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Misconceptions about recruitment by Mark Day

Misconceptions about recruitment by Mark Day

over 4 years ago by Elizabeth Deans

Misconceptions about recruitment and CVs when looking for a job

Mark Day, Service Delivery Director, gives us the lowdown in regards to the mis-conceptions that surround the recruitment industry. At Electus we strive to provide a high-quality, efficient service which is not always the case across the board. Here's what Mark had to say...

1. The recruitment industry is growing rapidly yet some businesses are still wary of using the service provided. Why do you think that is?

Some businesses will always believe that recruiters are “chancers” out to make some quick money and not build long term relationships. There is no doubt that some recruiters unfortunately still provide a poor service, for example persisting in presenting candidates who they have not even spoken to. Also, the “cold call” to the HR Manager unfortunately often only manages to increase the perception that we are just a nuisance. I guess the bad experiences stick in the mind of employers and are difficult for them to forget.

2. What’s the biggest misconception about recruitment companies?

The biggest misconception is that it is easy money. There are some circumstances when filling a role is straight forward and the associated fee due would represent a great hourly rate for the consultant who filled the post. However, the easier to fill roles are not likely to be more than 5% of the roles a recruiter works. What industry outsiders do not appreciate is the time which recruiters take to thoroughly work a role, identify, screen and present the right candidates. When you are working on a contingency basis there is always the chance that you won’t get paid at all for any of that effort which you have put in. None of this is considered when outsiders just think we move a couple of CV’s around and get paid a fortune.

3. As a recruiter, how do you build trust with the clients you work with?

Listen and don’t assume you know what they want. Educate the client as to how the market is for the skills they are seeking. Find and qualify the appropriate candidate(s), even if this takes time, that is fine if the client is kept up to date. Only send the candidate if there are solid motivations for them to move, their personality will fit the culture and they can do the role. Don’t send candidates who don’t fit the requirement in terms of skills, money or culturally After that, it is up to the client to keep their side of the promise. Above all, be professional, honest and keep the client informed.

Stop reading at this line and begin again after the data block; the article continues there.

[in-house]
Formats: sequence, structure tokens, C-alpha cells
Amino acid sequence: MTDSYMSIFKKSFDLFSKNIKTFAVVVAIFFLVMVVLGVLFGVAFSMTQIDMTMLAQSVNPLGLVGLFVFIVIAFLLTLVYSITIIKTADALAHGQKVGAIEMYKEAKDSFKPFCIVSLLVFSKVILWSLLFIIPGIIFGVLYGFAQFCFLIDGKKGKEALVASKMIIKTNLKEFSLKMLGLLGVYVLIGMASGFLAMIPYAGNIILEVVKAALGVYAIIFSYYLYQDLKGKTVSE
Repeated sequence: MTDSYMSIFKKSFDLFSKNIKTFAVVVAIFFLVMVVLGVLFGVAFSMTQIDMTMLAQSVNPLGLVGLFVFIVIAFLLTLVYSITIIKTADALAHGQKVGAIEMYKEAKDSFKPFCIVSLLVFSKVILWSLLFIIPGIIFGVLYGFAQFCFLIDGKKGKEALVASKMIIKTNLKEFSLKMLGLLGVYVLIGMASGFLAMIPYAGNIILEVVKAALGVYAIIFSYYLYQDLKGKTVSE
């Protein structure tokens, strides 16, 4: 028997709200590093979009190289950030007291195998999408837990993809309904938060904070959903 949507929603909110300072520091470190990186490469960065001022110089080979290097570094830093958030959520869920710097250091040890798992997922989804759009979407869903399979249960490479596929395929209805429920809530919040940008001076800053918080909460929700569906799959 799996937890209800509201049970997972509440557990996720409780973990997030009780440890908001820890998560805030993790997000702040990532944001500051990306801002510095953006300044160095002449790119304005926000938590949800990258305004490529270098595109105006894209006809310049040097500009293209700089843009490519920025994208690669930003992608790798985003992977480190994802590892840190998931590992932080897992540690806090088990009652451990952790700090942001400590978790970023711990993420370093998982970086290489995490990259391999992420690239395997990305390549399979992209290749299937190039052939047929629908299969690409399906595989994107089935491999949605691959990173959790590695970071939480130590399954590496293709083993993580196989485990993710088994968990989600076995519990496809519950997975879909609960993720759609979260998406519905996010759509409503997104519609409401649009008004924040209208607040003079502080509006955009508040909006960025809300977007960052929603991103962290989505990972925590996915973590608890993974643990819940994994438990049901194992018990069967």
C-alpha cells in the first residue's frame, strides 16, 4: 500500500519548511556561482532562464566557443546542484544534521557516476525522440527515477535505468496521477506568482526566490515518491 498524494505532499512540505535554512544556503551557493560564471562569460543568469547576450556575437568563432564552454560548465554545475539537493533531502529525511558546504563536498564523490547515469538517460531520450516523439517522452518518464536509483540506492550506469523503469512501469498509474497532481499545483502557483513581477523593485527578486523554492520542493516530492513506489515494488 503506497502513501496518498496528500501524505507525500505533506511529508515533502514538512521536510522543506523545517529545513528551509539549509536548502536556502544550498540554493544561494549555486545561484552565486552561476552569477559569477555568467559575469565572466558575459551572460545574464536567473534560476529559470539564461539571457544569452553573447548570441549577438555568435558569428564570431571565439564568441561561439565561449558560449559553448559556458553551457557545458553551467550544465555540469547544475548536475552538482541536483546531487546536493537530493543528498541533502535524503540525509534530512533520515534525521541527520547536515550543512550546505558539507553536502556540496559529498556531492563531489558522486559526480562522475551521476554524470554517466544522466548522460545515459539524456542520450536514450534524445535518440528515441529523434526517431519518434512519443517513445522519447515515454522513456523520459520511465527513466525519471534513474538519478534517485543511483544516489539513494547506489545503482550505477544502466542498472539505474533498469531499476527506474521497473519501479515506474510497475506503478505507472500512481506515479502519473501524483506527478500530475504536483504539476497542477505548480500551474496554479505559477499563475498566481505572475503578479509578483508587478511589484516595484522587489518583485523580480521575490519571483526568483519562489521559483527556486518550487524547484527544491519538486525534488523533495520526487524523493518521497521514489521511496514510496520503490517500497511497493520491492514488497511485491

4. What do you look for in the consultants that you employ?

Determination, communication, energy, commitment, competitiveness and resilience. It is not an easy job but with the right attitude everything else can be trained

5. What’s the advantage of a candidate using a recruitment agency rather than going it alone when looking for a new job?

There is only really an advantage if the agency is professional and ethical, as we are at Electus. If candidates rely on an agency who do not have the relationships with the end clients then they would probably be best to apply for roles directly. The advantage of using a professional agency is that the consultant will be able to help the candidate bring out their relevant experience for the role and should also be able to provide more information behind just the job specification. After application the agency can chase the client for feedback and ensure that the candidate is informed of progress. Performance at interview is down to the candidate although an agency will be able to offer preparation tips. At offer stage the agency can also deal with any negotiations and should be experienced enough to know if the candidate demands are in danger of turning the client off.

6. What has been the biggest problem you’ve had to overcome as a recruiter?

The biggest problem is getting any relationship with a client to a partnership rather than a transactional level. Building trust with the HR Manager, recruitment team or line manager takes time and can be frustrating. Acting with integrity and professionalism and critically knowing when to give your contact some time rather than become an annoyance would be my advice. Consultants must remember at the start of these relationships you will be just another agency, prove your ability and give the relationship time to mature.

7. You’ve been in the recruitment industry for nearly two decades, what is it that drives you?

Now I am not operating in a “job-filling” role I really get my job satisfaction via my consultants achieving. We have consultants in the business now, who are consistently performing at a high-level having initially joined the company with little or no recruitment experience. Providing the environment and motivation to these consultants and seeing them take the opportunity drives me forward.

8. If you hadn’t chosen a career in recruitment, what do you think you might be doing?

I always thought that being a teacher would be an amazing job in terms of job satisfaction with real visibility of making a difference to people. I would probably like to teach in a secondary school and Maths would be a great subject to teach (if I was good enough at it myself!) as there is a structured process to follow and only one right answer

9. In three words, tell us what life is like in recruitment?

Exciting, Fulfilling, Emotional.